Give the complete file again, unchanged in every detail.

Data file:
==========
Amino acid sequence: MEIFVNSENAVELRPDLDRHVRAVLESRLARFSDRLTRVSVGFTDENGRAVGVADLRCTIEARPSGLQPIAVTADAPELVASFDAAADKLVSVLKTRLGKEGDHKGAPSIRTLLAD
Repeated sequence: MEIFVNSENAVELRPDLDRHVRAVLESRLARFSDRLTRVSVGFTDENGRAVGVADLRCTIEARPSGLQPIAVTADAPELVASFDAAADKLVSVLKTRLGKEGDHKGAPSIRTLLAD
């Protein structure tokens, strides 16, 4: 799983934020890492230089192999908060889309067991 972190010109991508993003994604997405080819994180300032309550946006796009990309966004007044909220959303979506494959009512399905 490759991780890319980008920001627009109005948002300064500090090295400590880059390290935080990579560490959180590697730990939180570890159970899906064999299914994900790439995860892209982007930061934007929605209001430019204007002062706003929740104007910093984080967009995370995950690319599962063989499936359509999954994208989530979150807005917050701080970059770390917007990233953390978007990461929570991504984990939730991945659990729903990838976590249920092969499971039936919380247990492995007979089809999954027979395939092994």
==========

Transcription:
Amino acid sequence: MEIFVNSENAVELRPDLDRHVRAVLESRLARFSDRLTRVSVGFTDENGRAVGVADLRCTIEARPSGLQPIAVTADAPELVASFDAAADKLVSVLKTRLGKEGDHKGAPSIRTLLAD
Repeated sequence: MEIFVNSENAVELRPDLDRHVRAVLESRLARFSDRLTRVSVGFTDENGRAVGVADLRCTIEARPSGLQPIAVTADAPELVASFDAAADKLVSVLKTRLGKEGDHKGAPSIRTLLAD
């Protein structure tokens, strides 16, 4: 799983934020890492230089192999908060889309067991 972190010109991508993003994604997405080819994180300032309550946006796009990309966004007044909220959303979506494959009512399905 490759991780890319980008920001627009109005948002300064500090090295400590880059390290935080990579560490959180590697730990939180570890159970899906064999299914994900790439995860892209982007930061934007929605209001430019204007002062706003929740104007910093984080967009995370995950690319599962063989499936359509999954994208989530979150807005917050701080970059770390917007990233953390978007990461929570991504984990939730991945659990729903990838976590249920092969499971039936919380247990492995007979089809999954027979395939092994």